Computer systems belonging to ridesharing giant Uber appear to have been targeted by hackers in what could be a serious security breach. The company reported on Thursday evening that it had contacted law enforcement after learning of what it described as a “cybersecurity incident.”
In a tweet posted at about 9:30 p.m. ET, Uber said: “We are currently responding to a cybersecurity incident. We are in touch with law enforcement and will post additional updates here as they become available.”
We are currently responding to a cybersecurity incident. We are in touch with law enforcement and will post additional updates here as they become available.
— Uber Comms (@Uber_Comms) September 16, 2022
A New York Times report said that as soon as Uber learned of Thursday’s breach, the company took a number of its internal computer systems offline while it tried to determine exactly what had happened.
According to the NYT, workers at Uber offices received a message via the company’s internal messaging system with the ominous notice: “I announce I am a hacker and Uber has suffered a data breach.”
The hacker then named a number of internal databases that they claimed to have compromised. The message was reportedly sent from an Uber employee’s account that the hacker had managed to access.
Two workers with knowledge of the incident told the NYT that they were ordered by management to stop using the messaging software, reportedly the popular platform Slack. They also found that they were unable to gain access to other internal systems operated by Uber.
Uber has yet to offer any details about the cybersecurity incident, but it’s expected to do so once it’s completed its initial investigation.
With the company holding the personal data of a huge number of riders and drivers, there will be concerns that the hacker has managed to steal much of this information.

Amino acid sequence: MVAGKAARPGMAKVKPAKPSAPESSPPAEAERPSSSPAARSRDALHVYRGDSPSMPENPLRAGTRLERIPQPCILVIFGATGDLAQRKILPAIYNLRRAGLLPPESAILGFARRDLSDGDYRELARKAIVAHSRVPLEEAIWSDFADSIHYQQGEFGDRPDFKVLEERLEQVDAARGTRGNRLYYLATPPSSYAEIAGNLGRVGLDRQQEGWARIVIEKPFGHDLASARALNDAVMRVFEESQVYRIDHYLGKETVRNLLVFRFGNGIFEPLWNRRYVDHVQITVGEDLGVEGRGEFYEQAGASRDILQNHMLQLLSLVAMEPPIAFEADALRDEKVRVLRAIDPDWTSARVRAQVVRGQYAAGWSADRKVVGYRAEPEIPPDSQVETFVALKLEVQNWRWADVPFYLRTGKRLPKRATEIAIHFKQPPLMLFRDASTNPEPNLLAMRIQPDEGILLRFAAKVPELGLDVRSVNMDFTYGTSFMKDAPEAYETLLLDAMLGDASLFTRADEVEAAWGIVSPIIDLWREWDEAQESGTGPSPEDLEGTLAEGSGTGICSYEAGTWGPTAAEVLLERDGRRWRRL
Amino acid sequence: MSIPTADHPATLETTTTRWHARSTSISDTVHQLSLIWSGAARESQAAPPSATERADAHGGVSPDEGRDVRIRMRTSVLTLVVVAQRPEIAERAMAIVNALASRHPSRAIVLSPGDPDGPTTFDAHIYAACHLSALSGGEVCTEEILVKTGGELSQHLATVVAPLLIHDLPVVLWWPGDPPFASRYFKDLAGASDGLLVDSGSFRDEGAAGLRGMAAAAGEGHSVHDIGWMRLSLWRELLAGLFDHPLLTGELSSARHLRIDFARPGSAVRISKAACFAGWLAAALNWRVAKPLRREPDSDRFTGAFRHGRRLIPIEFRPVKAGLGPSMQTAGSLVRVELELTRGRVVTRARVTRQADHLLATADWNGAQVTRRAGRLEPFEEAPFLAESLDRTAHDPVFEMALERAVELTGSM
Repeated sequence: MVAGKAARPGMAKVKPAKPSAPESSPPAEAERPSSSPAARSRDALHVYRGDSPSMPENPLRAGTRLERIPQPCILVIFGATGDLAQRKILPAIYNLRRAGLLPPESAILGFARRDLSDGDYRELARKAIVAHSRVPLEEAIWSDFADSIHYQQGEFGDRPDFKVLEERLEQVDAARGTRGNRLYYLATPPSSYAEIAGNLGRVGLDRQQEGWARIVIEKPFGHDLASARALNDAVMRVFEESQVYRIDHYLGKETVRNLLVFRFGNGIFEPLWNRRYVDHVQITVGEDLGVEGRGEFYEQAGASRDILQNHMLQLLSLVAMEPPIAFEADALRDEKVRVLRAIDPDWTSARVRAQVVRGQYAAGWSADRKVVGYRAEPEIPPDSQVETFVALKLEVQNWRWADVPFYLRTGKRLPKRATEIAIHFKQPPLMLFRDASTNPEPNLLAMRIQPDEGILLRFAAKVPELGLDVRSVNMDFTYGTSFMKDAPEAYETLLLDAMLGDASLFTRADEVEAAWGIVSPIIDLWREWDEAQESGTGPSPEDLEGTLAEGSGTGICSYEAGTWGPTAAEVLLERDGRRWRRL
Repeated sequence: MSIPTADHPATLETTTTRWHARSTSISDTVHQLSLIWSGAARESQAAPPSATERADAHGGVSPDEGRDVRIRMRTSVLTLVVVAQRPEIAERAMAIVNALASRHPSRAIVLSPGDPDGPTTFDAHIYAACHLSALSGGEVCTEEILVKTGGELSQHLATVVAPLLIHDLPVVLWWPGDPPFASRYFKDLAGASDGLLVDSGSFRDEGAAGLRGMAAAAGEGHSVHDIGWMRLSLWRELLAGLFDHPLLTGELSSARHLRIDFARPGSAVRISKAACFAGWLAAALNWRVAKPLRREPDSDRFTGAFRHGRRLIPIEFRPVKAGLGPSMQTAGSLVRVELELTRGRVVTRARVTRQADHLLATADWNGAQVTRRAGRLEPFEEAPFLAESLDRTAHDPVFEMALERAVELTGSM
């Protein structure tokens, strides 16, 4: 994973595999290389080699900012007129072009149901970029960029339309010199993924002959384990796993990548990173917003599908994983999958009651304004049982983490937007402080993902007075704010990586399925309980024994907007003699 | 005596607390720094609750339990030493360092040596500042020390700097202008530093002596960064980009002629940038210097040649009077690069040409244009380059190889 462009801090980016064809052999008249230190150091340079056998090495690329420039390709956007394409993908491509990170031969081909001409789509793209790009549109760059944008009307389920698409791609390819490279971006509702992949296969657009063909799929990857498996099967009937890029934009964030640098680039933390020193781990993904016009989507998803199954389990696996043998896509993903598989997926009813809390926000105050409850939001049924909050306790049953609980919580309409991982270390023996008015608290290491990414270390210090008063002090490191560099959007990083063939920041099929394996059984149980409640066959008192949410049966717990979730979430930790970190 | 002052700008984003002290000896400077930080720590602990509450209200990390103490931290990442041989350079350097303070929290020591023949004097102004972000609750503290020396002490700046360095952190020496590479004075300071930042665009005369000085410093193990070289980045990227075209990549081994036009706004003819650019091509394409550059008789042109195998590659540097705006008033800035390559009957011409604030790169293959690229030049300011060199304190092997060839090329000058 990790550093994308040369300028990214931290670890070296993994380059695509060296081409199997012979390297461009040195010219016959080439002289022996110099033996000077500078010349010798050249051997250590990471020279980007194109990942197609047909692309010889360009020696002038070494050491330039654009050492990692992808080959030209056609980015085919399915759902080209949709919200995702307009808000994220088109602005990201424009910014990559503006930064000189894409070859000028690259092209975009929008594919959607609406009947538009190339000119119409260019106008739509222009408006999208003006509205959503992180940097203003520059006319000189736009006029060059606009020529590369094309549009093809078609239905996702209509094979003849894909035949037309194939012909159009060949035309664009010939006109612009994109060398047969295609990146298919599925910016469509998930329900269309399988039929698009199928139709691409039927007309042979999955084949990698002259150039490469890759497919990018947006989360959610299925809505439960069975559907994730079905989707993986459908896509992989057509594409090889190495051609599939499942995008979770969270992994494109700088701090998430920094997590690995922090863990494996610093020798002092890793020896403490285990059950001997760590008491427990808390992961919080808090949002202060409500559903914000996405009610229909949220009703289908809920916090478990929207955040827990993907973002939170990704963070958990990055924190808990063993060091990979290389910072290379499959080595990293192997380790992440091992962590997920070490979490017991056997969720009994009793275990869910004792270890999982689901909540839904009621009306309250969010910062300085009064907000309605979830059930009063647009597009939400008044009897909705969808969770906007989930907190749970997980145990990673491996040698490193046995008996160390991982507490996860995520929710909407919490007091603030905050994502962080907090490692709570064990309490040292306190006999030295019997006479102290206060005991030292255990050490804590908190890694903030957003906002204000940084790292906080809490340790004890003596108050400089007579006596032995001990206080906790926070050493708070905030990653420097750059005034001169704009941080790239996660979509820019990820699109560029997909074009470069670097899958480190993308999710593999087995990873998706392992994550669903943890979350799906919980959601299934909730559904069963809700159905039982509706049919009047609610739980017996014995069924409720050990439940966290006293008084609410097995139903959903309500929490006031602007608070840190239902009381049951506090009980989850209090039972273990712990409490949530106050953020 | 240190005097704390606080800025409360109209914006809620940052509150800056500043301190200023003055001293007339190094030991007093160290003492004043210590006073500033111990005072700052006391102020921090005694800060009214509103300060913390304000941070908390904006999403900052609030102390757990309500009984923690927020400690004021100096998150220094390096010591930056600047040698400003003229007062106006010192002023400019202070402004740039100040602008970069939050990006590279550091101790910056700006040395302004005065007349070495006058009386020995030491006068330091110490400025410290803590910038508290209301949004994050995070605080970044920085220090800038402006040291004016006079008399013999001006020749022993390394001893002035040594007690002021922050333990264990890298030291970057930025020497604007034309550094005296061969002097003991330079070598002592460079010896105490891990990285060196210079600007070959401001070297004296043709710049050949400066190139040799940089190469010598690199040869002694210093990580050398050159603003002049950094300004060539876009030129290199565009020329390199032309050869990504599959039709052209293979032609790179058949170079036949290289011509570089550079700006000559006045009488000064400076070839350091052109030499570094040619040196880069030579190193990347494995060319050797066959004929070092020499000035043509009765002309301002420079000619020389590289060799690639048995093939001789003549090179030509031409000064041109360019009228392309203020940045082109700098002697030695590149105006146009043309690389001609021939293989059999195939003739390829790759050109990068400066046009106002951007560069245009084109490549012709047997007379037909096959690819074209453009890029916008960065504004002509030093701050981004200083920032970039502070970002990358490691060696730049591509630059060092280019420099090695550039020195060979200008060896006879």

The incident comes six years after Uber suffered a serious data breach that saw hackers nab data linked to 57 million users, including 7 million drivers.
The ridesharing company was heavily criticized for how it handled the incident after it emerged that it had kept the hack secret for more than a year. Even more concerning, under its former CEO Travis Kalanick, Uber tried to cover up the incident by offering the hacker $100,000 to destroy the stolen data.
Hackers also targeted Uber in September 2014, stealing information on 50,000 drivers and their cars. The company didn’t tell anyone about the breach until five months later.
This time, however, Uber appears keen to show that it has changed its ways, quickly tweeting about the incident soon after it learned about it. Still, that will be cold comfort for its riders and drivers if it emerges that their data has been stolen.
Uber offered this update on Saturday, September 17:
“We have no evidence that the incident involved access to sensitive user data (like trip history). All of our services including Uber, Uber Eats, Uber Freight, and the Uber Driver app are operational. As we shared yesterday, we have notified law enforcement. Internal software tools that we took down as a precaution yesterday are coming back online this morning.”
It added that its investigation and response efforts are ongoing.
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